Mario, arguably the most sincere character of this novel, goes to no lengths to conceal his abnormalities (rather, he seems to accentuate them), and I would venture to guess that he functions as a foil for the U.H.I.D. members. If Mario embodies sincerity, this group represents pure irony. In being “veiled and hidden,” the deformed ironically draw further attention to their affliction. All that Gately, and anyone else interacting with them for that matter, wants to know is, what’s under the veil? Joelle dances the question, delving into this description of the U.H.I.D. instead. And when she finally does offer up an answer – “I am so beautiful I am deformed” (538) – is it at all sincere? Recall Joelle’s description of Orin as “dodger of flung acid extraordinaire” (223), a strange statement which would seem to imply that her real problem is a face marred by acid burns, not captivating beauty.

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2 Responses to Donning the Veil: U.H.I.D. Explained

  1. rdlebby says:

    I’m really interested in the contrast between Joelle hiding behind her veil and Mario acting in many ways oblivious to his differences. Although Wallace doesn’t necessarily come right out and say that one way or the other (or neither) is the proper way of handling things, both of the characters seem to experience the consequences of how they accept their deformities. We’re told multiple times of injuries Mario sustains because he doesn’t feel pain until a stimulus does intense damage. On a more psychological level, even Hal can treat Mario condescendingly:
    “…and when Mario brought up real stuff Hal called him Booboo and acted like he’d wet himself and Hal was going to be very patient about helping him change.” pg. 592.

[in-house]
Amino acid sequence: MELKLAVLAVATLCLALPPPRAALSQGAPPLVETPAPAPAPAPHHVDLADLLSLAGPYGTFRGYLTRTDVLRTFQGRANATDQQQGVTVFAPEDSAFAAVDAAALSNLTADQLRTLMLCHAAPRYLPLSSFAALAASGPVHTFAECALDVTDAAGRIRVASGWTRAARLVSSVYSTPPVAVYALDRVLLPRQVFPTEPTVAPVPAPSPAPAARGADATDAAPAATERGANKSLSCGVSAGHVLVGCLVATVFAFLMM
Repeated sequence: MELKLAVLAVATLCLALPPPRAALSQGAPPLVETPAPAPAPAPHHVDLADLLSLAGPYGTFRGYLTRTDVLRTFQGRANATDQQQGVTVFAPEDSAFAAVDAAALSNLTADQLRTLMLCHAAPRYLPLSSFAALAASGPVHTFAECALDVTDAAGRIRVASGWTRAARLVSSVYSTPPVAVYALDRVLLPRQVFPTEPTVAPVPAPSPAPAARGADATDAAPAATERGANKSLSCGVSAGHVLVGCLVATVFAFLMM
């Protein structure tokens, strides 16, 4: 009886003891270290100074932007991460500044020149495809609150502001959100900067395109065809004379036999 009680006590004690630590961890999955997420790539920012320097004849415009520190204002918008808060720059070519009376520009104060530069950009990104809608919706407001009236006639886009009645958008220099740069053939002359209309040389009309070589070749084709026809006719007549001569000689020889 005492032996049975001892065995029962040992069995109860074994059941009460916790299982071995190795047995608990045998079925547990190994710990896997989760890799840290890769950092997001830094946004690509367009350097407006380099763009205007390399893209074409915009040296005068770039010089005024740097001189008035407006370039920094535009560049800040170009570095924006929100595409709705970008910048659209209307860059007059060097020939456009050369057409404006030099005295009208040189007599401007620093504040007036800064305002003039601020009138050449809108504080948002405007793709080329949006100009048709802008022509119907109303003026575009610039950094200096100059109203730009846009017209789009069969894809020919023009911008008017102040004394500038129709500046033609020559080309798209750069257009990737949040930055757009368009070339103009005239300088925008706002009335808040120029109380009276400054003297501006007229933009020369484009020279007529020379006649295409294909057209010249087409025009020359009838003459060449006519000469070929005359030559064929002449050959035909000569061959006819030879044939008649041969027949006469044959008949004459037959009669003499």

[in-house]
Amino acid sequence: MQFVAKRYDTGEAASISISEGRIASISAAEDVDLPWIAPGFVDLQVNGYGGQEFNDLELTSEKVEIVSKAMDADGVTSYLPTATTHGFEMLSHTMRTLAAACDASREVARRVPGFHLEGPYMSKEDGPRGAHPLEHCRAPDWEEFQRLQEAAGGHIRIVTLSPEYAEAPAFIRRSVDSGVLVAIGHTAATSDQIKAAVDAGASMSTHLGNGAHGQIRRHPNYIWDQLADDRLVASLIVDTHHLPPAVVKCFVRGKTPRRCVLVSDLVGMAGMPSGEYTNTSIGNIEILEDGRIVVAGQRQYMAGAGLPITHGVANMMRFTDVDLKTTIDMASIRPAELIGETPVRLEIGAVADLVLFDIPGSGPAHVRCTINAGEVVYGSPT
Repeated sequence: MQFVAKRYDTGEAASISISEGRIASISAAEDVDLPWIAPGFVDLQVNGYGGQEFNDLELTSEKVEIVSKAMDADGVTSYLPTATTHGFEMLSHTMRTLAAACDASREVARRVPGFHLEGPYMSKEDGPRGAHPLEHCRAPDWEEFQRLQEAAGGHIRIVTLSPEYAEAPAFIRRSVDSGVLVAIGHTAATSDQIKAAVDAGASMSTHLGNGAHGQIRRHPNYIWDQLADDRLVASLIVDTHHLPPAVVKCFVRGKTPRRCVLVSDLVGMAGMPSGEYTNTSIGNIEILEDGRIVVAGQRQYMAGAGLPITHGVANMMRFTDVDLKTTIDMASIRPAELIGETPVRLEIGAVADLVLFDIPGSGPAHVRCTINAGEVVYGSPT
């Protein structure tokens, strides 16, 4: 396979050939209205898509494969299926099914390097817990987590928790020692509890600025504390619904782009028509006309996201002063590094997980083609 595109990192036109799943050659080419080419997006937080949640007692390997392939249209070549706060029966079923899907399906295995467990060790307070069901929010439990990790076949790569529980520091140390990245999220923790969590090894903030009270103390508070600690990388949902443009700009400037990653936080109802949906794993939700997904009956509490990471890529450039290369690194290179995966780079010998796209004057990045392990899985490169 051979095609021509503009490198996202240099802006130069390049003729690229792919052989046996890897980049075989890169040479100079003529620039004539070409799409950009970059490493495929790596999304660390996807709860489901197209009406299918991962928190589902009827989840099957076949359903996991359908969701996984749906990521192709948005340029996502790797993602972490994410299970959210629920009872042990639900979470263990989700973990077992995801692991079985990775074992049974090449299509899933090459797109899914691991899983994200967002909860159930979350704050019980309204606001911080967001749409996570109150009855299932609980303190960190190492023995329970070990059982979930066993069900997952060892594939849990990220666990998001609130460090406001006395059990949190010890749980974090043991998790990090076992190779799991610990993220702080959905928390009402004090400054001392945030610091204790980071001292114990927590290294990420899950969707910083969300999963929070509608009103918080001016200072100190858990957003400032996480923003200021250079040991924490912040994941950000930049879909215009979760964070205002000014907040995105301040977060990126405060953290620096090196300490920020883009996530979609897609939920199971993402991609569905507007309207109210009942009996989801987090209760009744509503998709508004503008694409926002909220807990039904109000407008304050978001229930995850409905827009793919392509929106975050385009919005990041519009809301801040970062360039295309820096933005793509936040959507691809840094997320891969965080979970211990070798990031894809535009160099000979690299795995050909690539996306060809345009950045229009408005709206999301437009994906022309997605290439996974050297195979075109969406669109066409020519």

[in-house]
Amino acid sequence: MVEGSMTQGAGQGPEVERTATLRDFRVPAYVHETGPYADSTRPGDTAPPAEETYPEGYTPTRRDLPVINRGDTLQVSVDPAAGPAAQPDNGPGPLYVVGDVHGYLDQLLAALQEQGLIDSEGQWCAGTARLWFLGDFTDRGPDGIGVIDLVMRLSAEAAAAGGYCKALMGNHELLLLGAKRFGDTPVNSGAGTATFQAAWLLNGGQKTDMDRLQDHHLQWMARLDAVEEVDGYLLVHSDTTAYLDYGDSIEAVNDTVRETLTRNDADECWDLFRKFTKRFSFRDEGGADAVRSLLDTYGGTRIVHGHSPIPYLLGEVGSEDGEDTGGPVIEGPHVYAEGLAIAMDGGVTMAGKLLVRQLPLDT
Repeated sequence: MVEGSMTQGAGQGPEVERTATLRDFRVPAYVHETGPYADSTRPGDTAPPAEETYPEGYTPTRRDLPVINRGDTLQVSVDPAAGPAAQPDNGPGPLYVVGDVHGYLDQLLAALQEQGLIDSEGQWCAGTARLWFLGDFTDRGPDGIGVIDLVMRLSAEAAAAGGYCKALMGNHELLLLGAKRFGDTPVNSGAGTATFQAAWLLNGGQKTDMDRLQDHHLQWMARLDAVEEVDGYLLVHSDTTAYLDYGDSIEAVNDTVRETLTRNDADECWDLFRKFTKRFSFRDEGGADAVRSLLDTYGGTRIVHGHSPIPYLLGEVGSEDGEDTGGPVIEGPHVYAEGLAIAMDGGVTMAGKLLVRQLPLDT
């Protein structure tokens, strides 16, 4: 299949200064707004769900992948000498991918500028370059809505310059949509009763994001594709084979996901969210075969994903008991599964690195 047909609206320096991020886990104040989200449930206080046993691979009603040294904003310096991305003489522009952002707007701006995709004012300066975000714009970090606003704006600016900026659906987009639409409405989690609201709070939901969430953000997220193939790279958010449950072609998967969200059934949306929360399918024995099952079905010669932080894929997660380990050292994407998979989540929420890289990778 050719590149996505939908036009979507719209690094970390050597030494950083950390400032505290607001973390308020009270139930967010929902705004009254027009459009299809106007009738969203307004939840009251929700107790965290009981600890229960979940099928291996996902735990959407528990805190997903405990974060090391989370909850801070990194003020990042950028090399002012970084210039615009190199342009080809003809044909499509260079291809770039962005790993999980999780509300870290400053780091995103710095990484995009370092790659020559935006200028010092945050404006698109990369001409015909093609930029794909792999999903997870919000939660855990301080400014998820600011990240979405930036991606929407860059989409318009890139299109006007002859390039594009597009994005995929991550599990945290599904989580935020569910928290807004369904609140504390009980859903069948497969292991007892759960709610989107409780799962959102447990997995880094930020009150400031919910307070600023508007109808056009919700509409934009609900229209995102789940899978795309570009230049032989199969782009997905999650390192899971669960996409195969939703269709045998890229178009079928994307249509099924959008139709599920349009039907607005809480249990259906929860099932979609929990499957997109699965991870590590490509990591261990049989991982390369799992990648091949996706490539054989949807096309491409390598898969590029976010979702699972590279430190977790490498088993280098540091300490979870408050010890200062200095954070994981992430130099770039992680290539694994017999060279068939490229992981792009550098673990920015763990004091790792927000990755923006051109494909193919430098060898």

After Joelle embraces her deformity, appears to be treated normally. The excerpts of her social life after donning the veil that we see don’t show her being treated condescendingly or accidentally harming herself due to her disfigurement. Perhaps it’s another nod to the struggles of communicating that Joelle has to cover her face to be treated normally and have real conversations (something she struggled with even at Boston U).

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  2. mattdice says:

    There is one striking parallel to Joelle in this book, which comes in the form of one of James’ films, the Odalisque vs. Medusa. Joelle is unambiguously the Odalisque, who is supposed to be the opposite of the Medusa, who has snakes for hair and is usually regarded as very disgusting. However, even though these two mythological characters appear very different, they are in essence the same. The Odalisque turns people into a diamond by her beauty, and Medusa turns people to stone via her own visage. While the Odalisque might be perceived as “better” since she is more attractive, the two characters in practice have the same deformity: they kill people who look at them. This reflects the reason that Joelle hides. She doesn’t like what her appearance does to other people. She explains that people in the UHID don’t like how others at a party have to act like they don’t notice any deformities and will act differently around her, paralyzed. The same thing happens with her, because no one would talk to her out of fear for her beauty. So, at least in Joelle’s case, she could choose not to hide her face and show off her beauty, or she could hide her face so that she doesn’t make others afraid. When she hides her face, she is kind of showing humility and sincerity that may even surpass Mario’s, since Mario’s genuineness may actually stem from unawareness (accented by his unawareness to pain).